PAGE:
Q12. How long should my dressage girth be?

A12. Usually, a dressage girth needs to be about 20 inches shorter than your regular English general purpose girth. Ensure that the girth is done up equally on both sides. If the girth is too short, it will result in the horse's elbows hitting the buckles as the shoulder swings back and forth. This is very painful, possibly causing injuries to the elbow, and has even been severe enough for it to be known to bring a horse down. Therefore, the girth should be long enough to come about two inches below the bottom of the saddle flap, once the girth is sufficiently tightened.

Q13. Why have both GP and dressage models long girth straps, and not the conventional three short billets associated with GP saddles?

A13. This is because we found the saddles to be less laterally stable with the longer girth, and also with the soft Italian flaps, the rider is likely to feel the buckles under the thigh, causing them discomfort.

Q14. Does the Fhoenix come in different widths?

A14. The Fhoenix has a soft front arch, which expands and contracts automatically to accommodate all but very high withered horses (see Q&A 18).

Q15. Does the Fhoenix have a gullet and spinal clearance, unlike some other treeless or part treed saddles?

A15. The Fhoenix has a gullet - but this is more for lateral stability than spinal clearance. The saddle being soft with no hard tree in either the front arch or down the gullet area, does not need spinal clearance, but the presence of a gullet does make the saddle remarkably laterally stable, even permitting mounting from the ground without difficulty. Although we strongly do not advise this on a normal basis, as it is damaging to the horse's back, it may be unavoidable out hacking occasionally, if the rider, for instance, drops his or her whip!

Q16. What type of numnah or saddle cloth would you recommend?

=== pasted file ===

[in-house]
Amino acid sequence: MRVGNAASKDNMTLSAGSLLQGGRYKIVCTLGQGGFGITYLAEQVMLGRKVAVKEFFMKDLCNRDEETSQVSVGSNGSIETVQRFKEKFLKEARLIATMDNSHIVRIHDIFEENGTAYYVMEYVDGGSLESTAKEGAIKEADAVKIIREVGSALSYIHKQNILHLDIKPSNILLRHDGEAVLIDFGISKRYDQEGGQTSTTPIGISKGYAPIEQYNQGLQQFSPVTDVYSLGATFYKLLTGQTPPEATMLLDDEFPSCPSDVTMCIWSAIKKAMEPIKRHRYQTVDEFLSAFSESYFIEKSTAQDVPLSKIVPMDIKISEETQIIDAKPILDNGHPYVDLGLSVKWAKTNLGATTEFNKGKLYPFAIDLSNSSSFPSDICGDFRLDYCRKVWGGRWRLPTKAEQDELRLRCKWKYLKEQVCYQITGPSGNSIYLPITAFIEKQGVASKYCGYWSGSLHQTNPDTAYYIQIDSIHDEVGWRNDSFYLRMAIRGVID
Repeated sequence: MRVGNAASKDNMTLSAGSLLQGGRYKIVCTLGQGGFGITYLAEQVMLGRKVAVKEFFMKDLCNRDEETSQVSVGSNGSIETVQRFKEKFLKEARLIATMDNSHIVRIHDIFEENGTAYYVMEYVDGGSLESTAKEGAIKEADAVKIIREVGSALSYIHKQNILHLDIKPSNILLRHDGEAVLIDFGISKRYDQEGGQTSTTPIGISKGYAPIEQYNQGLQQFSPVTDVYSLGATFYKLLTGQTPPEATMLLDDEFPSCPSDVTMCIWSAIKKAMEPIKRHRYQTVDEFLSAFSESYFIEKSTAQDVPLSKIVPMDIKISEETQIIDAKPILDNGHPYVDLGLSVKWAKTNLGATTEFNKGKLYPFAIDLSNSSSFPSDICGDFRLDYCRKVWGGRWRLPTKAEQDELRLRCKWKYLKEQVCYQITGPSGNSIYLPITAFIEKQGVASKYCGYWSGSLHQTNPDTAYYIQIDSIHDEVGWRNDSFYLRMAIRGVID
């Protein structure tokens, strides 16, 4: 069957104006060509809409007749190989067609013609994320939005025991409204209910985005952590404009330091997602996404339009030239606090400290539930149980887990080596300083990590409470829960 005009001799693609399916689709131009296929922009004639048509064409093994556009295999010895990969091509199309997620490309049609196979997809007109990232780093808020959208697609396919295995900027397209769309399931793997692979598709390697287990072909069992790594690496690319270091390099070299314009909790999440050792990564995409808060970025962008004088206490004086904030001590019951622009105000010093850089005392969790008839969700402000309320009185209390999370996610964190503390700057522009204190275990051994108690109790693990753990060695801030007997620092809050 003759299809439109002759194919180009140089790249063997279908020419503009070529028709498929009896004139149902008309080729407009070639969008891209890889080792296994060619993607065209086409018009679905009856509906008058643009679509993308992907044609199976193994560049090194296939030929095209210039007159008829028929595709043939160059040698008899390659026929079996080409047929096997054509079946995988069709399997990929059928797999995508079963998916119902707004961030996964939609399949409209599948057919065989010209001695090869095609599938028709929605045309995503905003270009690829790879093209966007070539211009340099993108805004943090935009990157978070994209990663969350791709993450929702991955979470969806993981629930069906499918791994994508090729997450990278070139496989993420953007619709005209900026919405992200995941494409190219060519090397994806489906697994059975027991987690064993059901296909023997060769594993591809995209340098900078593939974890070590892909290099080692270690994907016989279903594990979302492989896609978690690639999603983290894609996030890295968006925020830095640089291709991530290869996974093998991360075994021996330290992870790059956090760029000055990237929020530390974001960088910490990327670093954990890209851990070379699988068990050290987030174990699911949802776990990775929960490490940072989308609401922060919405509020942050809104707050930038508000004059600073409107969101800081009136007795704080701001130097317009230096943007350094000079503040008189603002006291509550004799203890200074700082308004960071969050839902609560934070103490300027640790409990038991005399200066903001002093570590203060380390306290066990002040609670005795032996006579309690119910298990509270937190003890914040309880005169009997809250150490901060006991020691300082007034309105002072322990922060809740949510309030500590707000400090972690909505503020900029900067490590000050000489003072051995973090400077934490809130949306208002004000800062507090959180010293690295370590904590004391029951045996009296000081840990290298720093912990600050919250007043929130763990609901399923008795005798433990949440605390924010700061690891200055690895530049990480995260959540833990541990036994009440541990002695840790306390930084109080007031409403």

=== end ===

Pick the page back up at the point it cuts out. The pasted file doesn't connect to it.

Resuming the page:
A16. If using a numnah rather than a saddle cloth, make sure that it is large enough to fit so that the numnah has around an inch at least showing all round the saddle, without any binding seams coming directly underneath the saddle. This could encourage the saddle, with a less than balanced rider, to slip and rub, especially across the back under the cantle region.

The Fhoenix should be always used with a so-called 'high wither' cut saddle cloth, such as the excellent Mattes range. All saddle cloths and numnahs should be designed in this way, conforming to the shape of the saddle arch, thereby not pulling across the wither, and creating a pressure point. The high cut also assists with lateral stability, being cut to fit up into the front arch, rather than straight across.

With wide flat backed horses, overweight ones, such as the horse to the right, and those with mature, correctly muscled backs, no padding is necessary. Use only a high wither saddle cloth.

For those with a small amount of atrophy, just needing an extra padding boost, our Backsaver pad,made from the same visco elastic foam as the Fhoenix seat, is ideal, used on top of the Mattes cloth between cloth and saddle.

Q17. Use of a Suberpanel

A17. In some cases, especially very wide, flat backed horses, the use of the cork filled 'Suberpanel' would be advocated in place of the moulded ones. Simply remove the moulded panels, and Velcro the pockets closed, and flatten smoothly against the main body of the saddle. Attach the Suberpanel as shown to the 'd's on the front of the saddle. The Suberpanel works better still if used damp, straight from the washing machine is fine. Ensure the cork is evenly distributed. It will feel lumpy when washed and you first put it on, but it quickly moulds and smooths to exactly the shape of the horse's back in use.